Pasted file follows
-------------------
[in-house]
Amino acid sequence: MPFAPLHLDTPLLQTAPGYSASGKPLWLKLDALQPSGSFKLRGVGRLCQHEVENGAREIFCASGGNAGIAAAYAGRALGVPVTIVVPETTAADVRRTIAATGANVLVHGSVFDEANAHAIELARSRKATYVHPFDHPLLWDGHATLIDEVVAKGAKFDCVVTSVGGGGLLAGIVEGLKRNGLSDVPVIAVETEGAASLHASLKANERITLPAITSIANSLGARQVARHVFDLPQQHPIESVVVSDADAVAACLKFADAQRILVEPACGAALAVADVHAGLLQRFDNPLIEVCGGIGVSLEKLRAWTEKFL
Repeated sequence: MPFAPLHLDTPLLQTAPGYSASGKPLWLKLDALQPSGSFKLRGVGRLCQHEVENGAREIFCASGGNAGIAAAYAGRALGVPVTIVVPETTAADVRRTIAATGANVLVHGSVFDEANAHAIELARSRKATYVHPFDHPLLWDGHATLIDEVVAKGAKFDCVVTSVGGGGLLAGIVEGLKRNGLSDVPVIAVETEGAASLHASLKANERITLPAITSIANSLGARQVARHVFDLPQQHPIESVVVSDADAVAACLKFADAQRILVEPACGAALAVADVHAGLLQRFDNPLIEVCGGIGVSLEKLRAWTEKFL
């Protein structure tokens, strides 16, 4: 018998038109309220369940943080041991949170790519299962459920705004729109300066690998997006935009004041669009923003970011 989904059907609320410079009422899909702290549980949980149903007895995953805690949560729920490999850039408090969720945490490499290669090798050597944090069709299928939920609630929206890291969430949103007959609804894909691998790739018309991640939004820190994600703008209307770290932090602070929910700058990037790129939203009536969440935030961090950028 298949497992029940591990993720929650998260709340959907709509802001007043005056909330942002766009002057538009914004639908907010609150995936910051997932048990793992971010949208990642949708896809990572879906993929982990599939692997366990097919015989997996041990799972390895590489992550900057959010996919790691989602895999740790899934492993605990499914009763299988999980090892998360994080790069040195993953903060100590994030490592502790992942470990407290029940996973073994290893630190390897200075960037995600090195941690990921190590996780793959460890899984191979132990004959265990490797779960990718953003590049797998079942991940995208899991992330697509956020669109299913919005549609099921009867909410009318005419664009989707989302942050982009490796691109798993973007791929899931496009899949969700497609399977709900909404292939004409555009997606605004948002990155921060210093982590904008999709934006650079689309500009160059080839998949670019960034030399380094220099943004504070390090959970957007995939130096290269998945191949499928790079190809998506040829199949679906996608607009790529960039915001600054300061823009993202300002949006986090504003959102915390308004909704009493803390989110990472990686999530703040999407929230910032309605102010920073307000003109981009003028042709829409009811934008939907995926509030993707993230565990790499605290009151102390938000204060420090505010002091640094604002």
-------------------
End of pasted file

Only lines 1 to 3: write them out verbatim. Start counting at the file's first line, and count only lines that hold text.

[in-house]
Amino acid sequence: MPFAPLHLDTPLLQTAPGYSASGKPLWLKLDALQPSGSFKLRGVGRLCQHEVENGAREIFCASGGNAGIAAAYAGRALGVPVTIVVPETTAADVRRTIAATGANVLVHGSVFDEANAHAIELARSRKATYVHPFDHPLLWDGHATLIDEVVAKGAKFDCVVTSVGGGGLLAGIVEGLKRNGLSDVPVIAVETEGAASLHASLKANERITLPAITSIANSLGARQVARHVFDLPQQHPIESVVVSDADAVAACLKFADAQRILVEPACGAALAVADVHAGLLQRFDNPLIEVCGGIGVSLEKLRAWTEKFL
Repeated sequence: MPFAPLHLDTPLLQTAPGYSASGKPLWLKLDALQPSGSFKLRGVGRLCQHEVENGAREIFCASGGNAGIAAAYAGRALGVPVTIVVPETTAADVRRTIAATGANVLVHGSVFDEANAHAIELARSRKATYVHPFDHPLLWDGHATLIDEVVAKGAKFDCVVTSVGGGGLLAGIVEGLKRNGLSDVPVIAVETEGAASLHASLKANERITLPAITSIANSLGARQVARHVFDLPQQHPIESVVVSDADAVAACLKFADAQRILVEPACGAALAVADVHAGLLQRFDNPLIEVCGGIGVSLEKLRAWTEKFL